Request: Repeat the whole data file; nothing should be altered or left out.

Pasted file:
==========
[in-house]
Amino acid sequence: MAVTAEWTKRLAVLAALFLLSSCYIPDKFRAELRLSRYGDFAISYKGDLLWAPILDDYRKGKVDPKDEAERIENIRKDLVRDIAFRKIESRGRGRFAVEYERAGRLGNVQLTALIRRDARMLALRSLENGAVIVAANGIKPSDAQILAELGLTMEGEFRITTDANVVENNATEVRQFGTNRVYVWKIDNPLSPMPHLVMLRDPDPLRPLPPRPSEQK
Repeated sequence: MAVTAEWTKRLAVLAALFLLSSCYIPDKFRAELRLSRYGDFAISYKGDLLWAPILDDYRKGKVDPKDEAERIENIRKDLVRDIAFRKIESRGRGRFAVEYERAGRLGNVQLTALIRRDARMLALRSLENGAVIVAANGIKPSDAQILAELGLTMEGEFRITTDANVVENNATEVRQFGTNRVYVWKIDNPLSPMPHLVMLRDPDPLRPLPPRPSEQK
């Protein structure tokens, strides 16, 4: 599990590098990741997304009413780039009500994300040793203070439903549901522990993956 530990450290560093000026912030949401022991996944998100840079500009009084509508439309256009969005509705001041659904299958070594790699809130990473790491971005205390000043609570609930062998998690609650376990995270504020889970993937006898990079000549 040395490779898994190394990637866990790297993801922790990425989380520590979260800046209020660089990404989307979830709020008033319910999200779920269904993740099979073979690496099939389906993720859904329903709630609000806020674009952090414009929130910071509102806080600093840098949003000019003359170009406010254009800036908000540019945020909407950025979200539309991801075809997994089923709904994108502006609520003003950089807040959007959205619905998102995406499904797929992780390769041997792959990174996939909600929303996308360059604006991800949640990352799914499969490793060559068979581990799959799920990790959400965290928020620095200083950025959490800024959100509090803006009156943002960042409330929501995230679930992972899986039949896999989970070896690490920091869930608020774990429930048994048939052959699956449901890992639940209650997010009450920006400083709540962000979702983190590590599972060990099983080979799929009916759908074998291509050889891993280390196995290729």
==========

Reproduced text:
[in-house]
Amino acid sequence: MAVTAEWTKRLAVLAALFLLSSCYIPDKFRAELRLSRYGDFAISYKGDLLWAPILDDYRKGKVDPKDEAERIENIRKDLVRDIAFRKIESRGRGRFAVEYERAGRLGNVQLTALIRRDARMLALRSLENGAVIVAANGIKPSDAQILAELGLTMEGEFRITTDANVVENNATEVRQFGTNRVYVWKIDNPLSPMPHLVMLRDPDPLRPLPPRPSEQK
Repeated sequence: MAVTAEWTKRLAVLAALFLLSSCYIPDKFRAELRLSRYGDFAISYKGDLLWAPILDDYRKGKVDPKDEAERIENIRKDLVRDIAFRKIESRGRGRFAVEYERAGRLGNVQLTALIRRDARMLALRSLENGAVIVAANGIKPSDAQILAELGLTMEGEFRITTDANVVENNATEVRQFGTNRVYVWKIDNPLSPMPHLVMLRDPDPLRPLPPRPSEQK
């Protein structure tokens, strides 16, 4: 599990590098990741997304009413780039009500994300040793203070439903549901522990993956 530990450290560093000026912030949401022991996944998100840079500009009084509508439309256009969005509705001041659904299958070594790699809130990473790491971005205390000043609570609930062998998690609650376990995270504020889970993937006898990079000549 040395490779898994190394990637866990790297993801922790990425989380520590979260800046209020660089990404989307979830709020008033319910999200779920269904993740099979073979690496099939389906993720859904329903709630609000806020674009952090414009929130910071509102806080600093840098949003000019003359170009406010254009800036908000540019945020909407950025979200539309991801075809997994089923709904994108502006609520003003950089807040959007959205619905998102995406499904797929992780390769041997792959990174996939909600929303996308360059604006991800949640990352799914499969490793060559068979581990799959799920990790959400965290928020620095200083950025959490800024959100509090803006009156943002960042409330929501995230679930992972899986039949896999989970070896690490920091869930608020774990429930048994048939052959699956449901890992639940209650997010009450920006400083709540962000979702983190590590599972060990099983080979799929009916759908074998291509050889891993280390196995290729």